for your dignity throwing all fear away! All of you who took to the streets
yesterday, and all those of you who harbored and supported the street fighters
from your homes, I salute you! It is the victory of freedom over injustice
today, of democracy over oligopoly, as the voice of the People was re-asserted
today across all the towns, cities, and streets of the Republic through the
bare hands and sheer bravery of ordinary citizens who took to the streets to
express their self-determination.

Today Senegal is a different country. Gacce Ngalama to all the street fighters
of yesterday! You have my deepest respect, and I am today very proud to be a
citizen of Senegal, once again. I thank you for having reinstated the Dignity
of our Nation.

World Poverty Day 2010

•October 17, 2010 • Leave a Comment

Reporting from the West African country of Senegal on the International Day for the Eradication of Extreme Poverty edition 2010, I am pondering the meaning of this International Day– and the true essence of its purpose.

Worlwide bloggers are contributing their two cents and their optimism, as the UN dedicates a whole page to the event [], as it has every year since the inception of this commemorative day on October 17 1987, but as we acclaim and celebrate and infuse renewed hopes to “Make Poverty history” on the world stage, in countries such as Senegal where this change is supposed to take place no-one knows of World Poverty Day, and making Poverty History is certainly not on the agenda. At least, not as of yet.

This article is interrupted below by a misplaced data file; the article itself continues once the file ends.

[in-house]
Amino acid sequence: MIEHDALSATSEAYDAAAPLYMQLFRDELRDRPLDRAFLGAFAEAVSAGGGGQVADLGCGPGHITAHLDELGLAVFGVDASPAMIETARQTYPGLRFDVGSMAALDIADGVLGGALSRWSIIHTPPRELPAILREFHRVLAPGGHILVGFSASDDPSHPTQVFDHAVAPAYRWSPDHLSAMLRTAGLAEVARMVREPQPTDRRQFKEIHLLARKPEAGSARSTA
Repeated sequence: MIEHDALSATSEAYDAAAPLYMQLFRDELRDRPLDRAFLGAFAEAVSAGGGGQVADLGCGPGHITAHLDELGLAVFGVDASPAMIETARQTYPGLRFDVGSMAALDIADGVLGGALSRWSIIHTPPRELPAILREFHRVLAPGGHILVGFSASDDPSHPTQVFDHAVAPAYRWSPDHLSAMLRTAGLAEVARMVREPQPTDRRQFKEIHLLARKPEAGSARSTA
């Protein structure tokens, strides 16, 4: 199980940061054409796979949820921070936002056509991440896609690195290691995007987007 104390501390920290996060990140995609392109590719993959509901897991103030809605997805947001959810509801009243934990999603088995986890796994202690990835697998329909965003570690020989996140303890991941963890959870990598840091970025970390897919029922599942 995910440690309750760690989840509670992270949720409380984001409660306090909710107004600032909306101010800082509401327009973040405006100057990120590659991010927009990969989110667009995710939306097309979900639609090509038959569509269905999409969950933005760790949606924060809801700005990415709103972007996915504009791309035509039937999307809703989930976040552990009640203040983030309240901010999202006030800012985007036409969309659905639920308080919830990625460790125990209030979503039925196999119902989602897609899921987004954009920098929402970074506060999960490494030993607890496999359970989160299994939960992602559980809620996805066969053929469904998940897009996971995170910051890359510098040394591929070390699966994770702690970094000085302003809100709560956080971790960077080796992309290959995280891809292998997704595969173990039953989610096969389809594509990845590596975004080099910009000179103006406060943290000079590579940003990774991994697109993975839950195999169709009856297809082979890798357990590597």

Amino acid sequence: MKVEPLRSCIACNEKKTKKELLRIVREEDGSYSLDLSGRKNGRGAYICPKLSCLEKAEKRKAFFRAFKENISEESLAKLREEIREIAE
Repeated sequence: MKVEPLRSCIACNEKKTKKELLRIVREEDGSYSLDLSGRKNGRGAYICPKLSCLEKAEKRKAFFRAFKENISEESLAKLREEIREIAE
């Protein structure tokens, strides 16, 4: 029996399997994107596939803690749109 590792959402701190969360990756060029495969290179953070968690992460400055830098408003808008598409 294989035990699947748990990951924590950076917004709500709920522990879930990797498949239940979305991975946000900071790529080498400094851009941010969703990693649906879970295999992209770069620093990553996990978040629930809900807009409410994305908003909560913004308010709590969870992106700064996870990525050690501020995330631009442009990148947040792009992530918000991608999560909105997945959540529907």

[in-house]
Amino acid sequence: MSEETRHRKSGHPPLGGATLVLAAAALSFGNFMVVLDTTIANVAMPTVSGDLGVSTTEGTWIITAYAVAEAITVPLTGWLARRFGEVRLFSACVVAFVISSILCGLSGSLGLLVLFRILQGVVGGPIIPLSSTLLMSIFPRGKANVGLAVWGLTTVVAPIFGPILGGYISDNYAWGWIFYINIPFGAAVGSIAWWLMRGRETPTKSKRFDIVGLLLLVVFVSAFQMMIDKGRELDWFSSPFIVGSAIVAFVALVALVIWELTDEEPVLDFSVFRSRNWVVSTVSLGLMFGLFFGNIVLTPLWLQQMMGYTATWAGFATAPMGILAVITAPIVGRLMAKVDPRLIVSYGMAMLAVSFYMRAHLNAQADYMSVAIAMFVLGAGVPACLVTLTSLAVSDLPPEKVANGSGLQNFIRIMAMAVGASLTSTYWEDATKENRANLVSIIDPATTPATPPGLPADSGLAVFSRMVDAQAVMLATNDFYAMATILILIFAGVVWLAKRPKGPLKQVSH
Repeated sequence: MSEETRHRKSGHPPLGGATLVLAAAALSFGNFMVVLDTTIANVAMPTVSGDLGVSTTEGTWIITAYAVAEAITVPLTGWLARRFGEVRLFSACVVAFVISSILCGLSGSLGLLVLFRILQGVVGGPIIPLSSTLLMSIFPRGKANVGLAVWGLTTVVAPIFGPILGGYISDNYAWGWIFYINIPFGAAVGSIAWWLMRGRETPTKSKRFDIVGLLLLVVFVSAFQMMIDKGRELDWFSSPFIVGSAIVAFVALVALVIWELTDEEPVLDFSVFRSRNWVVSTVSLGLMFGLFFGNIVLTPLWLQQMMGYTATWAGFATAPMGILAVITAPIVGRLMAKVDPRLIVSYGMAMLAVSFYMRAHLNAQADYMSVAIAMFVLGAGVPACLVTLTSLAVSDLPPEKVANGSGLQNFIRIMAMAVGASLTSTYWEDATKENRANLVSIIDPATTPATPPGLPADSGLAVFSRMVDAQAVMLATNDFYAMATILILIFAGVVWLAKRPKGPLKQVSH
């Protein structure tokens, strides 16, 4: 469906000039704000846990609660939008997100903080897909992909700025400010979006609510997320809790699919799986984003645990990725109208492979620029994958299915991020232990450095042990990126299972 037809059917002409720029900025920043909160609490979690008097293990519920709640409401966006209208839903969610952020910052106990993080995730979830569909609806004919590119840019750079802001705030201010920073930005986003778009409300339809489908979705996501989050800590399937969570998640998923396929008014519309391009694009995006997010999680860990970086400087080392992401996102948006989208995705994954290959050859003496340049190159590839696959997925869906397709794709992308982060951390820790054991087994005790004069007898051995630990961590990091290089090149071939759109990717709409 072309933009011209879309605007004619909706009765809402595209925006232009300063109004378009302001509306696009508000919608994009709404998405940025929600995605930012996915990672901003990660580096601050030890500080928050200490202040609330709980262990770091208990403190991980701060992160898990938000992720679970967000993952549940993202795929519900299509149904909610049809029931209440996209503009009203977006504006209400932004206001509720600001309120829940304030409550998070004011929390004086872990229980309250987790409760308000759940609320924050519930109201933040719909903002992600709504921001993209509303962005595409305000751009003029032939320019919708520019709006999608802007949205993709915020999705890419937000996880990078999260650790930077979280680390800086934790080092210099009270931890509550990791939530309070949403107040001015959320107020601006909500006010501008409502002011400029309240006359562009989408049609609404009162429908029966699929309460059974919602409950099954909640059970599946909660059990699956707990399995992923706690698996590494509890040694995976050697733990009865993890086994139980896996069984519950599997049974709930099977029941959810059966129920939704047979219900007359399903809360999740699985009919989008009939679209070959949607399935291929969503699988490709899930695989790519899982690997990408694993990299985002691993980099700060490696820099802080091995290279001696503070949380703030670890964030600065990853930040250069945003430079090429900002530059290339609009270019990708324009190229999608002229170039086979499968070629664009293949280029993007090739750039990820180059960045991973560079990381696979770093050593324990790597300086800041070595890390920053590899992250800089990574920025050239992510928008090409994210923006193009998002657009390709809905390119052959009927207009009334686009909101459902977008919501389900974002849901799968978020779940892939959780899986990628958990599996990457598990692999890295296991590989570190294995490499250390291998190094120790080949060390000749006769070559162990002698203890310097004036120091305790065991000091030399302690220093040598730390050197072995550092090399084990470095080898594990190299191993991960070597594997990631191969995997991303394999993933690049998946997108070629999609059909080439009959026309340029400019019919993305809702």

Indeed the headlines of this day, a regular day in the life of the land are: “Abdoulaye Wade son’s, Karim Wade, secures inflow of significant funding for road investments”, “Minister X defends the achievements of Karim Wade”, “Abdoulaye Wade has achieved since his accession to power more than the previous regime ever did, purports the National Assembly head”, “In the holy city of Touba, the citizenry movement Yamale collects a few more hundred signatures from the Kalifr” “Fashion: A new trend has women hoisting their breasts to increase their sex appeal”…

“The gap between the smallness of our politics and the magnitude of our challenges is what troubles me” wrote Barack Obama in his Audacity of Hope.

When is Ending poverty ever going to be a priority in the countries concerned where poverty is seen as second nature, the norm? When is it ever going to get on national agendas as a priority issue, one vociferously pushed forward by citizens and diligently put to practice by their governors? Most of all: One felt urgently as the central moral challenge of our age as Koffi Annan simply described it?